How to Avoid Jet Lag
There’s little worse than arriving at a new destination to feel lethargic or exhausted, especially if you have an important business meeting lined up, but sometimes jet lag is hard to avoid. It is caused when our inner body clock is thrown off because our circadian rhythm – the 24-hour cycle that tells us when to eat, sleep and wake up – doesn’t match our destination time zone.
After many trips near and far, here are some tried tips for beating jet lag.
Rest and Relax Before You Travel
It’s important to get a good night’s sleep before you travel so you don’t end up with jet lag on top of sleep deprivation. Also, pack and plan out your itinerary in advance to reduce stress and anxiety just before you fly.
Treat Yourself Well on the Flight
If your trip requires a long flight, make sure you get up and move around the plane every hour to keep blood flowing and decrease lethargy. It’s also no secret that cabin air is dehydrating so you need to drink lots of water. Dehydration will only compound the effects of jet lag.
Start by aiming for 8 ounces of water each hour and you can take it a step further by avoiding dehydrating diuretics like alcohol and caffeine. Restoring electrolytes with coconut water or Gatorade may help you feel better if dehydration has already set in.
As for the airplane meals, you may want to pack your own. Try to eat low-carb, high-protein meals which will lessen the effects of fatigue. And eating light meals during and after your flight will help curb any indigestion caused by jet lag.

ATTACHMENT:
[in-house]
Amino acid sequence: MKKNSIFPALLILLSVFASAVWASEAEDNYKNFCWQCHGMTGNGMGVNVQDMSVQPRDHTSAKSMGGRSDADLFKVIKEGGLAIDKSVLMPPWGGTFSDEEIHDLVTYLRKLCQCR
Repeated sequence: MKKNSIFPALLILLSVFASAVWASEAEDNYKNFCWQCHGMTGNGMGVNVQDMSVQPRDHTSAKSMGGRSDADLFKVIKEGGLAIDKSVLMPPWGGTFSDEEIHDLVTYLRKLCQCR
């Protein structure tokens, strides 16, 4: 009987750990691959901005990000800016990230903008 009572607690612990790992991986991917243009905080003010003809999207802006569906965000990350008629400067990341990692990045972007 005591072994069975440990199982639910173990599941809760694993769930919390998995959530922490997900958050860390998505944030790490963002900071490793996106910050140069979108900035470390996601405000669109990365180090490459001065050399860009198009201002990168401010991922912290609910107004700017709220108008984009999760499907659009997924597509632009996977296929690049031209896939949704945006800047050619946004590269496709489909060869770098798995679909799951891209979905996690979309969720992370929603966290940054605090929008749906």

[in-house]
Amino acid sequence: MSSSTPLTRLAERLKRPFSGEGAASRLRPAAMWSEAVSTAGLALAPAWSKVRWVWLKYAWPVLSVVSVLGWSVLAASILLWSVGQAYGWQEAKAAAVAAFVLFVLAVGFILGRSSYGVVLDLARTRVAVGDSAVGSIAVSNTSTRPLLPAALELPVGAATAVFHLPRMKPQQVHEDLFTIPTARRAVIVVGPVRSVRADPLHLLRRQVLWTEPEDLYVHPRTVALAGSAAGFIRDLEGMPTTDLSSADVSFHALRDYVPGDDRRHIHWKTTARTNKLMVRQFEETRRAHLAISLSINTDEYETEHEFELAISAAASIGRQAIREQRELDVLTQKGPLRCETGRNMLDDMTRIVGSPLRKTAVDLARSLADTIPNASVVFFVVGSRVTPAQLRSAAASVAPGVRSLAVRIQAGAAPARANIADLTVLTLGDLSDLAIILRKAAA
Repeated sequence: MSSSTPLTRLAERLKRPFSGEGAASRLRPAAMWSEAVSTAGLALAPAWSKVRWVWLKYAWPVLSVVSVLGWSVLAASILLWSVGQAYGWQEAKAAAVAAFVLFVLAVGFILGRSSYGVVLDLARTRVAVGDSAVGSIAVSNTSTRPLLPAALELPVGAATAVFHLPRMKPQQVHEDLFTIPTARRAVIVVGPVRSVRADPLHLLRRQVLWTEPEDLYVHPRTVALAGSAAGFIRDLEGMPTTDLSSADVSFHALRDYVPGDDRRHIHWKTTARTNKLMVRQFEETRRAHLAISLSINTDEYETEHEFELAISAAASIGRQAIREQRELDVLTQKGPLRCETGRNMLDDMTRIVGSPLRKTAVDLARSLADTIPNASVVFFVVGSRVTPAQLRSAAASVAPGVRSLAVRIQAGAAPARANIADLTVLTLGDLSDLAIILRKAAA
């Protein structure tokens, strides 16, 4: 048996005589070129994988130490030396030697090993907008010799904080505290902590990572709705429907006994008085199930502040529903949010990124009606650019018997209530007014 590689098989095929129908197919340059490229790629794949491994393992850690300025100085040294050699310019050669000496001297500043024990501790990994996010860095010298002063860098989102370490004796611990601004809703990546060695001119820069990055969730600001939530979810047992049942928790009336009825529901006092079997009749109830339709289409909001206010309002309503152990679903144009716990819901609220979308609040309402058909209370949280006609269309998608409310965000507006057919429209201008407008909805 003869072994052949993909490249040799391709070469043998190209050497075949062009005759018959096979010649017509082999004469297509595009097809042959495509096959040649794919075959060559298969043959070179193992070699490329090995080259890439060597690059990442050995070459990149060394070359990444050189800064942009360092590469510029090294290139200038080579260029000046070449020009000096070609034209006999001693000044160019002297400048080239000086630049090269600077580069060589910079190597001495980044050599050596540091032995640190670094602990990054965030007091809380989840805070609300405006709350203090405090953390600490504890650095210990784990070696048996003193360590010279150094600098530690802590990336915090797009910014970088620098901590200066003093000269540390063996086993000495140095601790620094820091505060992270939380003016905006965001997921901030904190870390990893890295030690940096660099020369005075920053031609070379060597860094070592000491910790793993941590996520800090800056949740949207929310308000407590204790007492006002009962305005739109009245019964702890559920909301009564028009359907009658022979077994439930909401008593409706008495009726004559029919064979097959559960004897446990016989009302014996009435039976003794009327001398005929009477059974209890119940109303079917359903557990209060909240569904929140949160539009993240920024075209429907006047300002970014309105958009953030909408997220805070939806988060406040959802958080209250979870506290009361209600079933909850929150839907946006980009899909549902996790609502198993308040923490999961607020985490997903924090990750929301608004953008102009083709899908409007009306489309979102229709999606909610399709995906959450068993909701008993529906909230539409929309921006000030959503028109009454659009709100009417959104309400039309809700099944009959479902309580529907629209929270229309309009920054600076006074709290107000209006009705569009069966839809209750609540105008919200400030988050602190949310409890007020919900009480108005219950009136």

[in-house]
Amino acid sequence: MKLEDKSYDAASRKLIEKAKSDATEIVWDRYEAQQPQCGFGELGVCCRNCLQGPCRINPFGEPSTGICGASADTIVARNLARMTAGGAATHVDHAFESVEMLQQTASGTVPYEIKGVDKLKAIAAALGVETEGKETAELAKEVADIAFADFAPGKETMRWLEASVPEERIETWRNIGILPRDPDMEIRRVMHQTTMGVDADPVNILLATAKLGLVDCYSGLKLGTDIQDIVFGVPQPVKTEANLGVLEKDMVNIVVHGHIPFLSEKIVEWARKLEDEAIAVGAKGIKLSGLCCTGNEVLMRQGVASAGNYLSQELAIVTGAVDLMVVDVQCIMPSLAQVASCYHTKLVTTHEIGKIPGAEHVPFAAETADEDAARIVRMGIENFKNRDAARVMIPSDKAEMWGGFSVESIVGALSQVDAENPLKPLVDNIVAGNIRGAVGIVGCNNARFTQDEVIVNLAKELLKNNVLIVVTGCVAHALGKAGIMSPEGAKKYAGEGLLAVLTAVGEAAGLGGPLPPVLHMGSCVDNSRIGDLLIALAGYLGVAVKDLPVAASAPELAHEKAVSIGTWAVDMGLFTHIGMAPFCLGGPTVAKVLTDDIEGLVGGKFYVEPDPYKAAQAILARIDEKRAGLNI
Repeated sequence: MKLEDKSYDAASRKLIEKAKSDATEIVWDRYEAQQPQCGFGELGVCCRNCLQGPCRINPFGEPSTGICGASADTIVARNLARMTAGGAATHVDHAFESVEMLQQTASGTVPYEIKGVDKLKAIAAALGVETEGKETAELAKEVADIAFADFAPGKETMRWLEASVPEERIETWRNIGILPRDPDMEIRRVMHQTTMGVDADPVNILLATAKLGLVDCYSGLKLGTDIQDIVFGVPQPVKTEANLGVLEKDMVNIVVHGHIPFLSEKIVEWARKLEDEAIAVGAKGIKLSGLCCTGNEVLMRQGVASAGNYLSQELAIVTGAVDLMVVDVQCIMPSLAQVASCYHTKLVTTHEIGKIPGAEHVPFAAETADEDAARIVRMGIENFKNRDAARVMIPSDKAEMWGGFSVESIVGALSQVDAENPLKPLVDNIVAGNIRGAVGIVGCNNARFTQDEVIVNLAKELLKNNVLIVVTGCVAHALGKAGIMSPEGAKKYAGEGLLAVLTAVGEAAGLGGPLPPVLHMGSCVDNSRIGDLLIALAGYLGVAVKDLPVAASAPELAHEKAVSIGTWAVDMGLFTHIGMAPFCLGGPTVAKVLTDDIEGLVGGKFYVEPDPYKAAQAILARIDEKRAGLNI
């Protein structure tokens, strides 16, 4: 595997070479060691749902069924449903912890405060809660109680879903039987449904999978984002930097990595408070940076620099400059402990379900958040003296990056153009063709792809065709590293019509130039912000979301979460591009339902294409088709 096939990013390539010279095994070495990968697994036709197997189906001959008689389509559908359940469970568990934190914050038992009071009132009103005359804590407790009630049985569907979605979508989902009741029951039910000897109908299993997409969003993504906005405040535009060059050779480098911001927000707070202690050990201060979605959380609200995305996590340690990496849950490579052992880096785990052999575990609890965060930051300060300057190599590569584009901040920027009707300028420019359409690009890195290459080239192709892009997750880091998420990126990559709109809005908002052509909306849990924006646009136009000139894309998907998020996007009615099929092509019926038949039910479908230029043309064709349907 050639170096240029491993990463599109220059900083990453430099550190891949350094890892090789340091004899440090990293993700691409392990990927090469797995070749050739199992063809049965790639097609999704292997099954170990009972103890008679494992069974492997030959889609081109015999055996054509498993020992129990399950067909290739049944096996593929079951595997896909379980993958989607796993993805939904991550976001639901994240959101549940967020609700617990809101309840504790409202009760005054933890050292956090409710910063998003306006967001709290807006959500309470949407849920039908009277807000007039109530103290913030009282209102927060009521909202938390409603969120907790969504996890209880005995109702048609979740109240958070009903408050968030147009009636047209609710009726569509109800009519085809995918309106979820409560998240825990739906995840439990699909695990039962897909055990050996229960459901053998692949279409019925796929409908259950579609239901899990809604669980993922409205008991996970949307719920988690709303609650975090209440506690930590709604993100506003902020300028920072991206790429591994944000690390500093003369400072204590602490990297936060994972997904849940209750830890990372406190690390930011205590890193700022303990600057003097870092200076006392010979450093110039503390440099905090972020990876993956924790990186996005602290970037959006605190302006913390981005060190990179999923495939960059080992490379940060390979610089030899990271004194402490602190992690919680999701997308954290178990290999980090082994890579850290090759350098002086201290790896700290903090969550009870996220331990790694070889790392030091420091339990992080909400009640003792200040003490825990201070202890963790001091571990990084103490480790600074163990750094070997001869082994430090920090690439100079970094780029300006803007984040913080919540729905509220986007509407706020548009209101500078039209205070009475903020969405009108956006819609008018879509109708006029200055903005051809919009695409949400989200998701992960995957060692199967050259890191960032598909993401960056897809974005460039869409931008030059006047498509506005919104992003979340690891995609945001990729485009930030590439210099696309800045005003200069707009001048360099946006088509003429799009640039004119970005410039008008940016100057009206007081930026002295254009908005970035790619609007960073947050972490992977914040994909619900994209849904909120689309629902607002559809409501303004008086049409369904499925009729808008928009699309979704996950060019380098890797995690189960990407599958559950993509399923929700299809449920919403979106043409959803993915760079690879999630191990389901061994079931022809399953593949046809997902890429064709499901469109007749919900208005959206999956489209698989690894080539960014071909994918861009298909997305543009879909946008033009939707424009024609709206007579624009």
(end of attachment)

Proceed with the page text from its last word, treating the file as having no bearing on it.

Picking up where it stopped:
Acclimate to Your New Time Zone as Soon as Possible
To minimize the effects of jet lag, you want to get used to your new time zone as quickly as possible. Do this by establishing a routine. After departing, set your watch to the new time zone and sleep on the plane if it’s nighttime in your destination. An eye mask and earplugs work wonderfully.
Once you’ve arrive, eat and sleep at the correct times in your new time zone. To allow your body to adjust it’s important to stay up until a decent bedtime, and remember to set an alarm so you wake up at an appropriate time.
The exception to this rule is if you are traveling for 4 days or less. In this case, you may prefer to stay on your home time zone for the duration of the trip.
Use Sunlight to Reset Your Body Clock
After arriving in your destination, get outside in the sunlight. This will help your circadian rhythm reset. You can also use sunlight to prepare your body before travel. If you are flying east, expose yourself to more sunlight in the morning a few days before you fly, and if you are flying west, expose yourself to more sunlight in the evening. Use a tool like Jet Lag Rooster to prepare an acclimation plan.
Time Your Arrival
If you can arrive in the early evening, this will give you time to acclimate and then go to bed according to your new time zone. If you arrive in the morning, try not to take a nap right away.
When I arrive in the morning, I make sure I already have my first day planned so I jump right into the new time zone. I tend to walk all over the city on my first day since exercise and sunlight work wonders for beating jet lag, and I’m usually exhausted by bedtime from spending the day out and about, allowing me to sleep at the right time.
For important business trips, consider arriving a day in advance to allow your body some time to adjust before big business meetings or projects.